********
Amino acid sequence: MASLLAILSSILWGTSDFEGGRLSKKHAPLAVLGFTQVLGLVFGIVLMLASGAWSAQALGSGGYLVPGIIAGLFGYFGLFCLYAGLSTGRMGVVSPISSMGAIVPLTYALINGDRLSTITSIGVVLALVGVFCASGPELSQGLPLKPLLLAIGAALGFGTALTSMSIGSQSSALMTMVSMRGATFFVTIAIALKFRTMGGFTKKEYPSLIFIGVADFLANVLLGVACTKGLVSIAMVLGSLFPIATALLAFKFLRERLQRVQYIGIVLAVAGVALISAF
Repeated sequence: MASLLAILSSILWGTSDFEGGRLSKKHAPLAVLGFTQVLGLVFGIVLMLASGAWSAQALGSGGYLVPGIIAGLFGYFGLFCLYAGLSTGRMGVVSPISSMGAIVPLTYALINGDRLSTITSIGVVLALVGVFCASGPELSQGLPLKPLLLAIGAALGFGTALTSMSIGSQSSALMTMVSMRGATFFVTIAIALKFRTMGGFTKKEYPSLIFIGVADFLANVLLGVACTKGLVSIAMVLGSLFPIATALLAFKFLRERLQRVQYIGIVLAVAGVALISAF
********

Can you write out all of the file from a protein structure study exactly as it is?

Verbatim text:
Amino acid sequence: MASLLAILSSILWGTSDFEGGRLSKKHAPLAVLGFTQVLGLVFGIVLMLASGAWSAQALGSGGYLVPGIIAGLFGYFGLFCLYAGLSTGRMGVVSPISSMGAIVPLTYALINGDRLSTITSIGVVLALVGVFCASGPELSQGLPLKPLLLAIGAALGFGTALTSMSIGSQSSALMTMVSMRGATFFVTIAIALKFRTMGGFTKKEYPSLIFIGVADFLANVLLGVACTKGLVSIAMVLGSLFPIATALLAFKFLRERLQRVQYIGIVLAVAGVALISAF
Repeated sequence: MASLLAILSSILWGTSDFEGGRLSKKHAPLAVLGFTQVLGLVFGIVLMLASGAWSAQALGSGGYLVPGIIAGLFGYFGLFCLYAGLSTGRMGVVSPISSMGAIVPLTYALINGDRLSTITSIGVVLALVGVFCASGPELSQGLPLKPLLLAIGAALGFGTALTSMSIGSQSSALMTMVSMRGATFFVTIAIALKFRTMGGFTKKEYPSLIFIGVADFLANVLLGVACTKGLVSIAMVLGSLFPIATALLAFKFLRERLQRVQYIGIVLAVAGVALISAF